It's All About the Benjamins

By Julianne Dalcanton | March 13, 2007 1:53 am

Physics is lovely. Cosmology is profound. Astronomy is a thrill. That’s all well and good, but for those of you who are thinking of pursuing it as a vocation, what you may really want to know is, “What’s in it for me?”.

The answer? Lots and lots of cash.

Courtesy of the always fascinating American Institute of Physics Statistical Research Center’s latest report, if you major in physics and land a job in a technical (“STEM”=”Science, Technology, Engineering, and Math”) field, you’ll make nearly twice as much as you would have in a non-technical pursuit. Short term you’ll be screwed financially if you go on to grad school (see the “University” entry), but if you hold on for a higher degree, you’ll do even better:

Well that’s interesting, but what’s my point? Namely, that whatever your beliefs about why white straight men are overrepresented in science and engineering, you’d be hard pressed to deny the financial impact. When women and minorities are underrepresented in scientific and technical majors, they are necessarily overrepresented in the “Bachelor’s non-STEM” box in the upper left of the plot above. If more of them drop out while pursuing advanced degrees, they’ll never make it to the high Ph.D. salaries in the lower right. These differences can accumulate into more than a million dollars over a 20 year career, and make tangible differences in people’s quality of housing, childcare, and health insurance.

So, while the social costs matter, it’s the economic costs that worry me most.

  • Andrea

    I’m not necessarily convinced that “holding on for the higher degree” is the right choice if money is the main consideration (a master’s, yes, since lots of interesting non-academic jobs require one; a PhD, not necessarily). You get a bigger starting salary than you would with just a bachelor’s, but consider: you spent six years in grad school making $25K, while your classmate who left for industry started at $55K and has been getting raises every year. They’ll probably be close to your starting-salary-with-PhD by the time you finish, and have been making a lot more than you in the meantime.

    There are lots of good reasons to go to grad school, and I don’t regret my time there, but — speaking as someone who got her PhD and left academia for non-financial reasons, so I know exactly how much more a PhD is worth out of academia than inside it — money isn’t one of them.

  • amanda

    Andrea is correct. Directly comparing starting salaries for 21 year old fresh college grads vs. 28 year old fresh PhDs, is like comparing starting salaries today vs. ten years ago in nominal dollars without correcting for inflation. It’s the kind of hackerific thing you’d expect to find in the WSJ editorial page.

  • Julianne

    I obviously don’t have the economic skills to do the exercise properly (i.e. hackarific is all I’m capable of!), but I think it’s safe to assert that your earning potential is greater with a STEM degree than without it. If you pursue a path in academia, you may not be exercising that potential to its highest, but you’ll still be making more than an english major at a comparable stage. (Unless they went to law or business school, but even then, I’d suspect that STEM training may help the average salaries as well.) At times when I considered leaving grad school, I knew I had the skills to be hired into a wide variety of technical jobs where I’d be financially well compensated. If you drop out of grad school in french literature, you just don’t have the same security.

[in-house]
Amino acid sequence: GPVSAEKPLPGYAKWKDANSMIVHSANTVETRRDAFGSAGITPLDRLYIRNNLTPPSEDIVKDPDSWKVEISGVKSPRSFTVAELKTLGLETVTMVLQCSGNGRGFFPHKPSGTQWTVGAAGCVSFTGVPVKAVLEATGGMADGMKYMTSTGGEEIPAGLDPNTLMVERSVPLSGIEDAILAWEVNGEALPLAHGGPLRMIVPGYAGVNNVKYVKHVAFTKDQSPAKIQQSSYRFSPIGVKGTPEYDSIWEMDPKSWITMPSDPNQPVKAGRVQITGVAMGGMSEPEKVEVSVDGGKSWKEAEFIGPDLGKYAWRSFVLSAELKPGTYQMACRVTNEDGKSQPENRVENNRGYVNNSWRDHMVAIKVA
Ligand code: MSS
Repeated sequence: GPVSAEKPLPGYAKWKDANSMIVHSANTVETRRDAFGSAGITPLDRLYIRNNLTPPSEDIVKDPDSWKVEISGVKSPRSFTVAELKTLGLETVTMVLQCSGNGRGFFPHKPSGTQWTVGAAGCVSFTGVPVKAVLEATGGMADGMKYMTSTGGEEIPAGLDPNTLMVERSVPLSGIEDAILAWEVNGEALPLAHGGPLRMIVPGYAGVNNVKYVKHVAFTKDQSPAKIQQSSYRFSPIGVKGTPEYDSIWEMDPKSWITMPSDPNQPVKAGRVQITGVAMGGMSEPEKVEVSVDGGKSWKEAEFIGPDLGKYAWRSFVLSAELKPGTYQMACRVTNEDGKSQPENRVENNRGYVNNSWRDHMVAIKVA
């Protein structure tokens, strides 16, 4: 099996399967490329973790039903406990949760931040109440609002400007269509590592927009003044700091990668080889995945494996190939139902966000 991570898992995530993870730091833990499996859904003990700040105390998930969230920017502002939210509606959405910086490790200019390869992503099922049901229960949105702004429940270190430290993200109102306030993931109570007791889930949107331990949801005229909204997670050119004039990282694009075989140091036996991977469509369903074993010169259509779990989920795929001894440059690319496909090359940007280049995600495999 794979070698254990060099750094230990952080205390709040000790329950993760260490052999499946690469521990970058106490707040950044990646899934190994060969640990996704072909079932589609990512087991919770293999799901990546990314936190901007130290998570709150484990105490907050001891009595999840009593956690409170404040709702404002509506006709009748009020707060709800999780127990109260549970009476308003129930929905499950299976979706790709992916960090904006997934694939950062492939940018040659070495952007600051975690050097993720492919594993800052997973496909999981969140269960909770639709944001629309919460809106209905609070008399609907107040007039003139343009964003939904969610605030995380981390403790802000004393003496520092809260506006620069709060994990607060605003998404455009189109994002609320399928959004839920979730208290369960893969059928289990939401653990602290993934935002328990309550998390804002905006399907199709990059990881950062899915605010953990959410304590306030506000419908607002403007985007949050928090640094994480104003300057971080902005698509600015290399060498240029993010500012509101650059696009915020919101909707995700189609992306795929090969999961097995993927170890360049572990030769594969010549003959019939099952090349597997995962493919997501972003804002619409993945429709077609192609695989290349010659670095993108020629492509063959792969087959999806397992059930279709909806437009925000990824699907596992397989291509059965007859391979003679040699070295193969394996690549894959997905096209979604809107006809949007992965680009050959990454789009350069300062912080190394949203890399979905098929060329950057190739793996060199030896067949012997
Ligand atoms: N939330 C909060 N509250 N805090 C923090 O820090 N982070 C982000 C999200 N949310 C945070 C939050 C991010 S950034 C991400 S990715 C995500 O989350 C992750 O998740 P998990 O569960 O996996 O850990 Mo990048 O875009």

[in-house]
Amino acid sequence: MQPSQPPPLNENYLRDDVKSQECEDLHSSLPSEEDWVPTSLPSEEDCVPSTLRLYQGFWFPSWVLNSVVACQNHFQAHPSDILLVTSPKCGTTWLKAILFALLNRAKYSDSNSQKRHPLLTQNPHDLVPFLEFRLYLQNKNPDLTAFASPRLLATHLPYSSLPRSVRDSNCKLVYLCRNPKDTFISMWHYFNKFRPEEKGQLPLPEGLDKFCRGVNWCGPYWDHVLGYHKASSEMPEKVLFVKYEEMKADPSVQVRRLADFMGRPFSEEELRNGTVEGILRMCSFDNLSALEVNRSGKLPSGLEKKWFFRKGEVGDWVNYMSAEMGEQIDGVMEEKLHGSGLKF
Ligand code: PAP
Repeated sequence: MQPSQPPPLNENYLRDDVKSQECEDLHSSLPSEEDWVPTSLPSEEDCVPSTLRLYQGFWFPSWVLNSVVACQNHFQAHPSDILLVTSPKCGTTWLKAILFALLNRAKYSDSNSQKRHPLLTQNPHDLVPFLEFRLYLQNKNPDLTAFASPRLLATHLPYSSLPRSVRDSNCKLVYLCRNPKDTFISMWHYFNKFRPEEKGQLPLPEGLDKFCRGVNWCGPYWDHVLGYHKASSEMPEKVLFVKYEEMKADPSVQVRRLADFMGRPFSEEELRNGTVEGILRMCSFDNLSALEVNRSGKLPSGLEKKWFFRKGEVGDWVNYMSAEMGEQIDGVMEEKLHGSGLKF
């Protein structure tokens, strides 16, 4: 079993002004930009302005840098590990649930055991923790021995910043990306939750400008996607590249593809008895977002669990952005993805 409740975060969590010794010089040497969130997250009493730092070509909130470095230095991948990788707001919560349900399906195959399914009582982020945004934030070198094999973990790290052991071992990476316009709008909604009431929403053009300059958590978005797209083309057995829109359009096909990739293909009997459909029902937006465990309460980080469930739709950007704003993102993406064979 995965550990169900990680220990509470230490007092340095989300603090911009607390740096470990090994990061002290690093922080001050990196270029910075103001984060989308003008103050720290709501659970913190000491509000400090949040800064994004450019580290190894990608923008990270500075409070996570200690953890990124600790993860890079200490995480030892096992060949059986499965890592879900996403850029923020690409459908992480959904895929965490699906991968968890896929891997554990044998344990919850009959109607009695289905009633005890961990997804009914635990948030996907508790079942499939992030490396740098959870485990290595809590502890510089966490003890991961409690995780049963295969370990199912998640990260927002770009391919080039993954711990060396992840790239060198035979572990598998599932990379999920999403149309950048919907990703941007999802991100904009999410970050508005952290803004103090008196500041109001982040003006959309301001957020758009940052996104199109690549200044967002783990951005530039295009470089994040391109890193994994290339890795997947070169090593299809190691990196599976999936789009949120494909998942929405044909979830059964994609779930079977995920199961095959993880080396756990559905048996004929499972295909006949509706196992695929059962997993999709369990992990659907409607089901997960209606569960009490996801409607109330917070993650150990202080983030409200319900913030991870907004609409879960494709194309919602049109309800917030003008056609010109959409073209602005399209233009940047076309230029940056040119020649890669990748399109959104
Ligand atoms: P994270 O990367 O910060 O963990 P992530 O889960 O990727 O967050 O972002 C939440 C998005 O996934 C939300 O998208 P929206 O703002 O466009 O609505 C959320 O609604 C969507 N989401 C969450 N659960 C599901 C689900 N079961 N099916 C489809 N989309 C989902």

I agree that the economic utility of getting the higher degree vs the bachelors is weaker. The lower plot is salaries in private industry, so it’s probably not true that an academic physicist comes out ahead after grad school, compared to someone with a STEM bachelors working in industry — in my own case, my postdoc paid about the same as the job I had after undergrad. If the PhD goes into the private sector, their salary would match a STEM bachelors who got 12% raises every year for 6 years (not counting income lost in graduate school) — not knowing the average rate of raises in industry, I don’t know if 12% of year is a reasonable expectation. Andrea’s right that stopping at a masters (2 years) is the sweet spot.

  • Nate

    Um, I think there may be a bit of selection bias in the results… namely that better performers are more likely to complete PhD and also happen to be more likely to earn more. That whole correlation but not causation thing…

  • Jane R

    We can quibble about the relative salary paths of BS-> industry vs BS-> PhD-> industry, but let’s not lose the main point: folks with ANY degree in STEM make a good living. Thus, when women are discouraged from STEM, they’re discouraged from careers that, on average, earn an above-average living.

    So when girls are pushed away from careers in STEM, relative to boys, that contributes to the “70 cents on the dollar” earning power differential between women and men.

  • Jim Graber

    Excuse me for being a nitpicker, but shouldn’t “an avocation” be “a vocation”?

  • Julianne

    but shouldn’t “an avocation” be “a vocation”

    Whoops. Serves me right for posting after midnight…

    And JaneR nailed it — thanks for making my point so succinctly.

  • Herb

    I’m curious as to why you said white straight men. Is there a demonstrable sexuality gap in the sciences?

  • Julianne

    I’m curious as to why you said white straight men. Is there a demonstrable sexuality gap in the sciences?

    It’s harder to judge, since it’s easier to hide sexual orientation than gender or race, but it’s enough of an outsider culture that I suspect some of the same issues that affect women and minorities apply. However, I don’t know of hard data so perhaps shouldn’t have added it in. My anecdotal experience is that acceptance is improving — a decade ago most of the gay men and women I knew in astronomy & physics were pretty closeted at work, but most seem to be much more comfortable being out at work now. It could potentially work out that white gay men are overrepresented in academia, given the more generally more tolerant environment. Any of the better informed queer CV readership want to weigh in? It’s not a topic that’s gotten as much discussion as the more obvious women/minorities issues.